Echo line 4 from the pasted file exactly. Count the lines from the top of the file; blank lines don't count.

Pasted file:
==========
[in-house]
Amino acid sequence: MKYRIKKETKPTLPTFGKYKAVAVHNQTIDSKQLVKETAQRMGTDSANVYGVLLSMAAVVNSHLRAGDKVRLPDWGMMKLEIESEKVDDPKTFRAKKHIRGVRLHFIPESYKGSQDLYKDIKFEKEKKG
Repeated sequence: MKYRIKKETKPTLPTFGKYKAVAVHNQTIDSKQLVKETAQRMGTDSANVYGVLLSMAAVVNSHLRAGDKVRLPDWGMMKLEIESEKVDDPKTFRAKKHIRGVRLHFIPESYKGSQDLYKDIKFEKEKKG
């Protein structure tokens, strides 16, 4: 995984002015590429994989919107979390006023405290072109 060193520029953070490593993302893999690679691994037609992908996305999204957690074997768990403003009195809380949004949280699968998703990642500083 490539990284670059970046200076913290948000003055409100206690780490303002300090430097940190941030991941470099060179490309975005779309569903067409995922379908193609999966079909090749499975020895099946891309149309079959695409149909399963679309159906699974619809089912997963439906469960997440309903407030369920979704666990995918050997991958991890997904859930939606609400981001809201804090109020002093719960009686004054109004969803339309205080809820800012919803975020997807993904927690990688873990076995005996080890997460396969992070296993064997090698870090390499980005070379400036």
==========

């Protein structure tokens, strides 16, 4: 995984002015590429994989919107979390006023405290072109 060193520029953070490593993302893999690679691994037609992908996305999204957690074997768990403003009195809380949004949280699968998703990642500083 490539990284670059970046200076913290948000003055409100206690780490303002300090430097940190941030991941470099060179490309975005779309569903067409995922379908193609999966079909090749499975020895099946891309149309079959695409149909399963679309159906699974619809089912997963439906469960997440309903407030369920979704666990995918050997991958991890997904859930939606609400981001809201804090109020002093719960009686004054109004969803339309205080809820800012919803975020997807993904927690990688873990076995005996080890997460396969992070296993064997090698870090390499980005070379400036």